The Senate is expected to vote next week on pro-community bank legislation, the bipartisan Economic Growth, Regulatory Relief and Consumer Protection Act (S. 2155). The Independent Community Bankers of America® is offering a rundown of how the measure would benefit local communities.
What’s in the Bill:
The legislation, which passed the Senate Banking Committee in December on a strong bipartisan vote, includes numerous provisions from ICBA’s pro-growth Plan for Prosperity platform to:
- provide “qualified mortgage” status for portfolio mortgage loans at most community banks,
- exempt certain community bank loans from escrow requirements,
- simplify community bank capital requirements,
- create a short-form call report for use in the first and third quarters by certain well-rated community banks,
- expand eligibility for the 18-month regulatory examination cycle to more community banks,
- ease appraisal requirements to facilitate mortgage credit in local, rural communities,
- exempt most community banks from the Volcker Rule,
- expand access to the Federal Reserve’s Small Bank Holding Company Policy Statement to help more community banks build capital,
- improve regulatory treatment of reciprocal deposits and certain municipal securities, and
- provide relief for larger community banks, including higher asset thresholds for systemically important financial institution designations, and easing of stress testing and formal risk committee requirements.
Why S. 2155 Matters:
S. 2155 would stimulate local economic growth by providing much-needed community bank regulatory relief while preserving vital consumer protections and effective regulatory supervision. Main Street community banks are burdened by regulations designed for Wall Street institutions, which is fueling banking industry consolidation and leaving local communities with fewer financial services options.
A recent survey from the Federal Reserve and Conference of State Bank Supervisors found that community bank compliance costs have increased by nearly $1 billion in the previous two years to 24 percent of their net income. Of the respondents who said they considered an acquisition offer in the past year, virtually all (96.7 percent) cited regulatory costs.
Why Regulatory Relief Is Important:
Community banks are the economic lifeblood of local communities across the nation. While holding less than 20 percent of the nation’s banking assets, community banks fund more than 60 percent of small-business loans and more than 80 percent of U.S. agricultural loans. Further, community banks operate in areas many other banks won’t touch, serving as the only physical banking presence in nearly one in five U.S. counties, according to the FDIC.
Who Has Signed On:
S. 2155 enjoys broad bipartisan support from 26 co-sponsors, including 13 Republicans, 12 Democrats and one Independent. Senate Banking Committee Chairman Mike Crapo (R-Idaho) and committee Democrats Joe Donnelly (Ind.), Heidi Heitkamp (N.D.), Jon Tester (Mont.) and Mark Warner (Va.) spearheaded the legislation. Other co-sponsors include Sens. Bob Corker (R-Tenn.), Tim Scott (R-S.C.), Tom Cotton (R-Ark.), Mike Rounds (R-S.D.), David Perdue (R-Ga.), Thom Tillis (R-N.C.), John Kennedy (R-La.), Jerry Moran (R-Kan.), Jim Risch (R-Idaho), Dean Heller (R-Nev.), Roy Blunt (R-Mo.), Ben Sasse (R-Neb.), Tim Kaine (D-Va.), Angus King (I-Maine), Joe Manchin (D-W.Va.), Claire McCaskill (D-Mo.), Gary Peters (D-Mich.), Michael Bennet (D-Colo.), Christopher Coons (D-Del.), Thomas Carper (D-Del.), and Doug Jones (D-Ala.).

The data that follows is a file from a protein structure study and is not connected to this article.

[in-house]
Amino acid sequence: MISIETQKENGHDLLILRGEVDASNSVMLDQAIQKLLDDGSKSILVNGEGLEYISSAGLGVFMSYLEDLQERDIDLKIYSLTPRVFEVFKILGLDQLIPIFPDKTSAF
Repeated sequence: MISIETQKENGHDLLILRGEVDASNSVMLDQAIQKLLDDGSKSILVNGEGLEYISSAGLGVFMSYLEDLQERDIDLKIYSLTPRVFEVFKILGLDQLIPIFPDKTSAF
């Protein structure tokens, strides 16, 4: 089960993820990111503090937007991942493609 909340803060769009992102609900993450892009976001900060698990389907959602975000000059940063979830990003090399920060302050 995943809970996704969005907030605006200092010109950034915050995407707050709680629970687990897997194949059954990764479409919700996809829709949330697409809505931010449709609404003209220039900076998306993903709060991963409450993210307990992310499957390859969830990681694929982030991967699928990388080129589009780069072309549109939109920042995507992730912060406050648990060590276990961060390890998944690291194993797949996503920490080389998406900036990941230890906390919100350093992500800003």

What Community Bankers Are Saying:
“S. 2155 offers much-needed relief for our nation’s nearly 5,700 community banks to promote localized lending and economic growth,” ICBA President and CEO Camden R. Fine said. “This important legislation is the culmination of a years-long effort to tailor regulations to our nation’s smaller and less risky community banks. If you’re against S. 2155, you’re against community banks and the communities they support.”
“S. 2155 enjoys broad bipartisan support because it offers pro-growth relief for Main Street—not Wall Street,” said ICBA Chairman Scott Heitkamp, president and CEO of ValueBank Texas in Corpus Christi. “Any senator who supports their state’s community banks and believes in our mission to serve local communities should vote in favor of this critical legislation.”
“Since the financial crisis, members of both political parties have lamented the decline in the number of community banks around the nation,” Kathryn Underwood, president and CEO of Ledyard National Bank in Hanover, N.H., wrote in a recent op-ed. “Now is the time for them to stand up for their communities and support the institutions like ours that make a meaningful impact every day.”
Want to Know More?
For a comprehensive look at ICBA and community banker advocacy on behalf of this legislation, visit ICBA’s “Community Bankers Support S. 2155” webpage. For more information on what’s in S. 2155, view ICBA’s summary of the bill’s key provisions by asset size.
To schedule an interview with a community banking expert, please contact Aleis Stokes at firstname.lastname@example.org or (202) 821-4457 and Nicole Swann at email@example.com or (202) 821-4458.
The Independent Community Bankers of America®, the nation’s voice for nearly 5,700 community banks of all sizes and charter types, is dedicated exclusively to representing the interests of the community banking industry and its membership through effective advocacy, best-in-class education and high-quality products and services. For more information, visit ICBA’s website at www.icba.org.